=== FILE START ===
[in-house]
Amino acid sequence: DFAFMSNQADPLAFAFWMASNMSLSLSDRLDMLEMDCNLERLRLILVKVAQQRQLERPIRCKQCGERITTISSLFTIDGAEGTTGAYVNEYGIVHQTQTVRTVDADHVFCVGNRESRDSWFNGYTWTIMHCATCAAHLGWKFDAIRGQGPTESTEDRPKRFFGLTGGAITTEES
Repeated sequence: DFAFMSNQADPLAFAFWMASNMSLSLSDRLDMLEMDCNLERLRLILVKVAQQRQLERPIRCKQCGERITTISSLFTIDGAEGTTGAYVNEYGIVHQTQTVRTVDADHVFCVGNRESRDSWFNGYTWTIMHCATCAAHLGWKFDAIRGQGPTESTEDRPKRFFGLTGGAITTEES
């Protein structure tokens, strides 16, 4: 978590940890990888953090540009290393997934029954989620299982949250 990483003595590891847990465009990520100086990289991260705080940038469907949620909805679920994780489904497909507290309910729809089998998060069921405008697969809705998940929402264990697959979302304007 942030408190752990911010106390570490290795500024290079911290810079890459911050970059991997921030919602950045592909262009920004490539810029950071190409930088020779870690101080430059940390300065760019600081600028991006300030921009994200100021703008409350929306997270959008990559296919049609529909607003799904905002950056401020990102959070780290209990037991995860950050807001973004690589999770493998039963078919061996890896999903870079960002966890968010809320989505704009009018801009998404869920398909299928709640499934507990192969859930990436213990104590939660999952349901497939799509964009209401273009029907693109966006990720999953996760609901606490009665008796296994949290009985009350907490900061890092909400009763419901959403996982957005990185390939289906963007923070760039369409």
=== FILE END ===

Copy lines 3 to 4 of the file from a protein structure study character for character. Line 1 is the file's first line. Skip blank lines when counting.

Repeated sequence: DFAFMSNQADPLAFAFWMASNMSLSLSDRLDMLEMDCNLERLRLILVKVAQQRQLERPIRCKQCGERITTISSLFTIDGAEGTTGAYVNEYGIVHQTQTVRTVDADHVFCVGNRESRDSWFNGYTWTIMHCATCAAHLGWKFDAIRGQGPTESTEDRPKRFFGLTGGAITTEES
């Protein structure tokens, strides 16, 4: 978590940890990888953090540009290393997934029954989620299982949250 990483003595590891847990465009990520100086990289991260705080940038469907949620909805679920994780489904497909507290309910729809089998998060069921405008697969809705998940929402264990697959979302304007 942030408190752990911010106390570490290795500024290079911290810079890459911050970059991997921030919602950045592909262009920004490539810029950071190409930088020779870690101080430059940390300065760019600081600028991006300030921009994200100021703008409350929306997270959008990559296919049609529909607003799904905002950056401020990102959070780290209990037991995860950050807001973004690589999770493998039963078919061996890896999903870079960002966890968010809320989505704009009018801009998404869920398909299928709640499934507990192969859930990436213990104590939660999952349901497939799509964009209401273009029907693109966006990720999953996760609901606490009665008796296994949290009985009350907490900061890092909400009763419901959403996982957005990185390939289906963007923070760039369409």